Petition Submitted for Citizen Initiative to Add New Tax to Fund Homecare Services

On January 26, the Maine People's Alliance (MPA) submitted a petition to the Secretary of State's office that, if certified, would put a citizen-initiated petition on the ballot asking voters to increase Maine's payroll tax by 1.9% on salaries and wages over $127,000, to be assessed on employees and employers, and by adding a 3.8% tax on non-wage income, such as stocks and bonds, over $127,000. The tax would go toward providing more in-home care for Maine's elderly and disabled. The petition submitted on January 26 must have at least 61,123 certified signatures in order to qualify for the ballot, and the MPA says they have collected 67,000 signatures. The Secretary of State's office has until Wednesday, February 28 to certify that there are enough valid signatures to meet the state constitutional requirements.

Governor LePage Nominates George Gervais for Director of Maine State Housing Authority, John Gallagher for MSHA Board of Directors

On Thursday, February 1, Governor LePage nominated George Gervais to be director of the Maine State House Authority (MSHA) and John Gallagher to serve on the MSHA Board of Directors. Currently, George Gervais is serving as the Commissioner of the Department of Economic and Community Development (DECD), which amongst other things, administers the Community Development Block Grants that invest about $2.7 million annually in housing efforts in Maine. John Gallagher is the immediate past director of MSHA, having retired in November 2017, and was previously executive director of Westbrook Housing Authority. In the next few weeks, the Labor, Commerce, Research and Economic Development Committee will hold public hearings on the nominations and the Committee recommendations will then go to the Senate for final action.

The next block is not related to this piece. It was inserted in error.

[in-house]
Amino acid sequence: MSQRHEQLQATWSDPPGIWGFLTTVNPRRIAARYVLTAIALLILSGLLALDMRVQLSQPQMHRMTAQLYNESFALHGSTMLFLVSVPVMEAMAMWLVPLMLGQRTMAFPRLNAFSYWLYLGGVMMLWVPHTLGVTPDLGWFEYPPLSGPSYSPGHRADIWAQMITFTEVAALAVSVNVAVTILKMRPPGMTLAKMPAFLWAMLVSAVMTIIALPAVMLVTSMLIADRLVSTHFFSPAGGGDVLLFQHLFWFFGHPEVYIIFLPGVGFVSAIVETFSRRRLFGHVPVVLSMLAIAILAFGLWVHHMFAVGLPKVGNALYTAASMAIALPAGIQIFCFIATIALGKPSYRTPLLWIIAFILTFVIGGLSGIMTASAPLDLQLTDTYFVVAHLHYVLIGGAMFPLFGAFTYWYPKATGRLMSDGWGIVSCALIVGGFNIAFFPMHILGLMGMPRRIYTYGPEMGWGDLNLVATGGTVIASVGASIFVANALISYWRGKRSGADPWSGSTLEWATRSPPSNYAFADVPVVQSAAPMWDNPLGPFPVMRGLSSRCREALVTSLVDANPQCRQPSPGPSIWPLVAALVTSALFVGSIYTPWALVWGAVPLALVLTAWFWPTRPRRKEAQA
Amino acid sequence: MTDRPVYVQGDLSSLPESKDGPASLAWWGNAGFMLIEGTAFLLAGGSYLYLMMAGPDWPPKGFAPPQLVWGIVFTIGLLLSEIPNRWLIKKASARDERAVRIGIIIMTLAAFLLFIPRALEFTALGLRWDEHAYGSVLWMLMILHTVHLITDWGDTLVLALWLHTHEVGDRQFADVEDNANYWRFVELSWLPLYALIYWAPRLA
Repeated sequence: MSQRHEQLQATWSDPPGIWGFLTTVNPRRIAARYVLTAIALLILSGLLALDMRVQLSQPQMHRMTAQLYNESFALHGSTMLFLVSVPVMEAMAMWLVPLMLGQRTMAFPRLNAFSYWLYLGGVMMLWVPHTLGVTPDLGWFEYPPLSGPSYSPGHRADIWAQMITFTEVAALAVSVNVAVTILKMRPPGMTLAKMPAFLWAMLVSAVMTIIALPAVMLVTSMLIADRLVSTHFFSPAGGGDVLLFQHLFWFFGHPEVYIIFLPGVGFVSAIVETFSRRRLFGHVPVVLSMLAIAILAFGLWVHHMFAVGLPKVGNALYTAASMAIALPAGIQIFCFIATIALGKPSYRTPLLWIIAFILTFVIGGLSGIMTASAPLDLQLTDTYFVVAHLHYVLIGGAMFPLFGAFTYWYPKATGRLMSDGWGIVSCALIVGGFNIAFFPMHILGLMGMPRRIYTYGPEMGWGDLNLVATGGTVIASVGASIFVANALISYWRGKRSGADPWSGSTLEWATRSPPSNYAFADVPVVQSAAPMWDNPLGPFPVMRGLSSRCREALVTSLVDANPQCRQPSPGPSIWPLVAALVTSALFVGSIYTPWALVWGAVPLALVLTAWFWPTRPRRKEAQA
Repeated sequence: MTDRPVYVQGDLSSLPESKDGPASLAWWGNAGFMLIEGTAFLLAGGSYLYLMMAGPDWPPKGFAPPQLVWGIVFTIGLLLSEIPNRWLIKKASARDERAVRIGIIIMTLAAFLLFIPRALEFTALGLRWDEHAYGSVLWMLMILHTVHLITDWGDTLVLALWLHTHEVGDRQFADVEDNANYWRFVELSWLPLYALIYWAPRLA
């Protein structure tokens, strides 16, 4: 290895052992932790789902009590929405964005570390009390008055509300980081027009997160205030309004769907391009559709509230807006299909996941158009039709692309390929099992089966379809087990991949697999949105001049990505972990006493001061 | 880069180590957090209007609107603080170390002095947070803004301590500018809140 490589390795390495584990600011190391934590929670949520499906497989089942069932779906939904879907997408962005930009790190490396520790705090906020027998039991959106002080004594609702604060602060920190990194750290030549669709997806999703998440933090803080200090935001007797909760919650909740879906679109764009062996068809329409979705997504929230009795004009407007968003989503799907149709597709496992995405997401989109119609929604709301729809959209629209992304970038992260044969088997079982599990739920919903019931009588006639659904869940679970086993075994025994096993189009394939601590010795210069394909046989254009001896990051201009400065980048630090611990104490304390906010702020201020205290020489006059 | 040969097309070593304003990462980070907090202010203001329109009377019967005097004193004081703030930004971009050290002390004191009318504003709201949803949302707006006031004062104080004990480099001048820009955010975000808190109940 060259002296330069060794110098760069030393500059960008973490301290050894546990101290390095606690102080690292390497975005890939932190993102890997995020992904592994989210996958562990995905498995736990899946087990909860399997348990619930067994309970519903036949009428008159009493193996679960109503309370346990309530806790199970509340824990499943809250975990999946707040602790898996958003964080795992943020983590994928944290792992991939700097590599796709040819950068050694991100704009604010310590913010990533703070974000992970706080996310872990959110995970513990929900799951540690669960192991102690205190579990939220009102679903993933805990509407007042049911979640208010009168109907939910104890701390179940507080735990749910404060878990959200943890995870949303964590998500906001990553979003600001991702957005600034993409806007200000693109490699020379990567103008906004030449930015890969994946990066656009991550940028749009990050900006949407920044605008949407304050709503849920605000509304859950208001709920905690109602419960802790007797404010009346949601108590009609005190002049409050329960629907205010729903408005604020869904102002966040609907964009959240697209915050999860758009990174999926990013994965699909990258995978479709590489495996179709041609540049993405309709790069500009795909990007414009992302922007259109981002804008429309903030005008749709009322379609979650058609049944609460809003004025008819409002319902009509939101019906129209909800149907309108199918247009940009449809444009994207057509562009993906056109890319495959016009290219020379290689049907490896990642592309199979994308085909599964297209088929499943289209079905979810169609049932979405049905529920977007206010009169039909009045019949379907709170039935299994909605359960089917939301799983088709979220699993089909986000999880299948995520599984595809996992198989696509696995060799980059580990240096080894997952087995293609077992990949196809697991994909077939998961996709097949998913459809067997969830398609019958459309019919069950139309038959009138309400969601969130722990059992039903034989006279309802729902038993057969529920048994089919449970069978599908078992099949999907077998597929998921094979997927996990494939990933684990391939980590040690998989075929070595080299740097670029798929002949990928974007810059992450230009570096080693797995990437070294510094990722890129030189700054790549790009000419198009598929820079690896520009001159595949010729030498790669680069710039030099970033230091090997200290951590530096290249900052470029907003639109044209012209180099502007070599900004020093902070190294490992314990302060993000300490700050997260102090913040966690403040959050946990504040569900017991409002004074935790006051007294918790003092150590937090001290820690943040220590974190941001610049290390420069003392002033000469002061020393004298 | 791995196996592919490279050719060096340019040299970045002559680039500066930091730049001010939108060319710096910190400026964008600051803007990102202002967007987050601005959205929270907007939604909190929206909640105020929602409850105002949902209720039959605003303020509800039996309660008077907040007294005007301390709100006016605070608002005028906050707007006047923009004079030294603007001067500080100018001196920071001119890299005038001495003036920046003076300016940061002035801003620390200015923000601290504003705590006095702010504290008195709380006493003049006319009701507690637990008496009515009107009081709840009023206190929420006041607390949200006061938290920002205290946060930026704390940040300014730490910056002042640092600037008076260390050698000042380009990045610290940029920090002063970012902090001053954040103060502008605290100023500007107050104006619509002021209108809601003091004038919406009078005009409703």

Governor LePage Issues Executive Orders to Create Wind Advisory Commission, and Committees on Animal Cruelty and Highly Automated Vehicles

Governor LePage has issued three new executive orders in as many weeks to create three new entities. On January 18, the Governor issued an Executive Order to create the Maine Highly Automated Vehicles Advisory Committee to study highly autonomous vehicle technology, potential pilot projects, and paths to adopt highly autonomous vehicle laws in Maine. On January 24, Governor LePage issued an executive order to create the Maine Wind Advisory Commission and put a moratorium on new permits related to wind turbines. The Maine Wind Advisory Commission is tasked with studying the economic impact that wind turbine development has on the tourism industry in Maine, and proposing policies for future wind turbine development in Western Maine. On Monday, January 29, Governor LePage signed another executive order to create The Committee to Review Maine Animal Cruelty Investigations. The Committee will investigate the rising occurrences of animal abuse, which the executive order says are straining human and financial resources at all levels of Maine’s government.

Maine Board of Pharmacy Approves Amended Rules for Sale of Naloxone to those Over 21

In 2016, the Legislature passed a law over the Governor's veto allowing over-the-counter sales of naloxone. In 2017, the Board of Pharmacy adopted rules to allow individuals over 18 to purchase the overdose antidote, without a prescription, at a pharmacy. Those rules had been stalled for months because Governor LePage opposed the sale to 18-year-olds, who are no longer allowed to buy cigarettes under Maine law. On Monday, January 29, Speaker Gideon and Senate Minority Leader Jackson sent a letter to the Board of Pharmacy urging them to take action on the rules. On Thursday morning, February 1, the Board of Pharmacy met and adopted amended rules that will allow the sale of naloxone only to individuals at least 21 years old. The Board of Pharmacy will await his approval of the amended rules, which he has indicated he will provide.

Legislative Council Meets, Admits Few After-Deadline Bills

The Legislative Council met on Thursday, January 25 and heard testimony from sponsors of after-deadline bill requests. The Council voted to allow a few bills, but either tabled or rejected the majority of the after-deadline requests. Several of the bill requests pertain to net neutrality, though none of those were admitted. Several bills submitted in December remain on the table. In all, the Council still has to take action on about 19 bills. The next Legislative Council meeting is scheduled for Thursday, February 15 at 1:30 p.m. in the Legislative Council Chambers.